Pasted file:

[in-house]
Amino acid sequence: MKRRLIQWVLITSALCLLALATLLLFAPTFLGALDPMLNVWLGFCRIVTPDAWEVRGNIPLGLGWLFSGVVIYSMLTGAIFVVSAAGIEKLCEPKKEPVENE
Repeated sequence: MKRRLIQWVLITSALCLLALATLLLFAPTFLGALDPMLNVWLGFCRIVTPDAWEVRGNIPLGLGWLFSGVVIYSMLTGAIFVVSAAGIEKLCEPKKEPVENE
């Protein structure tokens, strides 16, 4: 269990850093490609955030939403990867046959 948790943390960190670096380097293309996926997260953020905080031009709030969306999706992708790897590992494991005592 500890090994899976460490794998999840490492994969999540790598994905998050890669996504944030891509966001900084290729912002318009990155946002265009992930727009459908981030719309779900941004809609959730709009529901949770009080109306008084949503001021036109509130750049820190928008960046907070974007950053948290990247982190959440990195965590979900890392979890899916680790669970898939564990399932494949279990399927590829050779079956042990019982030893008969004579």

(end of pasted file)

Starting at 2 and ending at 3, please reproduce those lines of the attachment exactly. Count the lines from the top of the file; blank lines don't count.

Amino acid sequence: MKRRLIQWVLITSALCLLALATLLLFAPTFLGALDPMLNVWLGFCRIVTPDAWEVRGNIPLGLGWLFSGVVIYSMLTGAIFVVSAAGIEKLCEPKKEPVENE
Repeated sequence: MKRRLIQWVLITSALCLLALATLLLFAPTFLGALDPMLNVWLGFCRIVTPDAWEVRGNIPLGLGWLFSGVVIYSMLTGAIFVVSAAGIEKLCEPKKEPVENE